- Good sound quality, isolation works well
- Bass heavy sound not suited to all listeners, a little flimsy
While not dethroning Bose as the kings of active noise cancelling headphones, Philips' SHN9500 offers a good alternative by combining both good quality audio with impressive noise cancelling.
For so long Bose's Quiet Comfort series has dominated the noise cancelling headphones category. Other companies have tried to break their hold over the market, but Bose's combination of good audio quality, comfortable design and some extremely strong marketing has meant they've remained the kings. Now it's Philips' turn to have a crack. Their SHN9500 headphones are very similar to Bose's in both design and performance and while they may not knock the champ from its podium, they do offer a solid alternative.
The audio produced by the SHN9500s is impressive. If you're after a true audiophile noise cancelling experience, we'd recommend a pair of high-end IEMs (In Ear Monitors), but for those who prefer an over-the-head design and active noise cancelling, this model will not disappoint.
Bass is the most prominent element of the sound. It is incredibly powerful and actually manages to rumble the headphone cups a little, which is something we don't often experience. The low note decays quite slowly which gives a dark sound. However, unlike many other bass heavy models, it isn't too bloated. We still wouldn't recommend the sound for styles like jazz or rock (which are better served with great treble and mid ranges), but hip hop and dance music listeners should appreciate it.
There is a reasonable amount of detail in the mid range and the treble notes come out sweet and clear. They aren't overshadowed by the lower register, which is common on bass heavy models. Overall the sound is quite energetic and slightly gritty.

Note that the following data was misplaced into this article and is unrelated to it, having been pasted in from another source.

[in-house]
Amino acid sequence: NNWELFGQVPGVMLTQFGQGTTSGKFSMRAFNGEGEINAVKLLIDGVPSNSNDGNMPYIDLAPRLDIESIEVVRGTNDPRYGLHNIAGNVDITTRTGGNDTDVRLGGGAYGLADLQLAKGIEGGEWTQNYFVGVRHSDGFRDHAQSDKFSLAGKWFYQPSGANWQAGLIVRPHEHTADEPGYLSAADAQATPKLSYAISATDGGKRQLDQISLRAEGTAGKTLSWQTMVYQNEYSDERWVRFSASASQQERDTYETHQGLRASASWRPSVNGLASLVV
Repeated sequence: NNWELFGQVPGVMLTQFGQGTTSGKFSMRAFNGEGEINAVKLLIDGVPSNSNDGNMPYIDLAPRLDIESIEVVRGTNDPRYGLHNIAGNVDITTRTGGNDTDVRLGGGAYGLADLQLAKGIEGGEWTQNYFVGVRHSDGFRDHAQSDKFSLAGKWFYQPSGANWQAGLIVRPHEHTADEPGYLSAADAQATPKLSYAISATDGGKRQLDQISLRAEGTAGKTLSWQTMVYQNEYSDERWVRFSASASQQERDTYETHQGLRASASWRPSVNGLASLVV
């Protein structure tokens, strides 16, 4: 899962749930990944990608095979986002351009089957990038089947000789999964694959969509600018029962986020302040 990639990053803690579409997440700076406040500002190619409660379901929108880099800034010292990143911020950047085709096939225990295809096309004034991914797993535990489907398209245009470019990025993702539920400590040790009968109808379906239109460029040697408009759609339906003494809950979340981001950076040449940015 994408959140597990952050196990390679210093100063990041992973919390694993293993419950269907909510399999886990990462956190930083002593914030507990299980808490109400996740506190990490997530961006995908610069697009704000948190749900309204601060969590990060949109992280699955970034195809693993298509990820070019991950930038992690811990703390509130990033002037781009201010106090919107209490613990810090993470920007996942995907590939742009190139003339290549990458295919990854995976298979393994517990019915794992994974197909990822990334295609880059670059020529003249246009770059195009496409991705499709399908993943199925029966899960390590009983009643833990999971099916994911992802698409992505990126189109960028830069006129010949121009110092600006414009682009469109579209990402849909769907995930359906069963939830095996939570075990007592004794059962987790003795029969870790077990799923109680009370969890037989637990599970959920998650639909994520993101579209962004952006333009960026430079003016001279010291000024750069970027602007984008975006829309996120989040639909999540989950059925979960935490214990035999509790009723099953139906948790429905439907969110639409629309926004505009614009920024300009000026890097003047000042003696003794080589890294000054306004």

The cups are constructed out of soft pleather (plastic leather) and are comfortable, even after long listening sessions. Meanwhile the headband is a little flimsy, built mostly out of plastic, although it is a still sturdier than Bose's offerings.
One of the key differences between a model like this and the high-end IEMs that we recommended earlier is that this unit has active noise cancelling technology, which means it analyses what sound is coming in from outside and compensates for it by playing opposing sounds through the headphones. This has the somewhat spooky effect of almost completely isolating you from external sounds. During our testing, it operated very well and should be perfect for blocking out annoying sounds such as bus motors, jet engines and co-workers.
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The HP OfficeJet 250 Mobile Printer is a great device that fits perfectly into my fast paced and mobile lifestyle. My first impression of the printer itself was how incredibly compact and sleek the device was.
Wireless printing from my iPhone was also a handy feature, the whole experience was quick and seamless with no setup requirements - accessed through the default iOS printing menu options.
A smarter way to print for busy small business owners, combining speedy printing with scanning and copying, making it easier to produce high quality documents and images at a touch of a button.
I've had a multifunction printer in the office going on 10 years now. It was a neat bit of kit back in the day -- print, copy, scan, fax -- when printing over WiFi felt a bit like magic. It’s seen better days though and an upgrade’s well overdue. This HP OfficeJet Pro 8730 looks like it ticks all the same boxes: print, copy, scan, and fax. (Really? Does anyone fax anything any more? I guess it's good to know the facility’s there, just in case.) Printing over WiFi is more-or- less standard these days.
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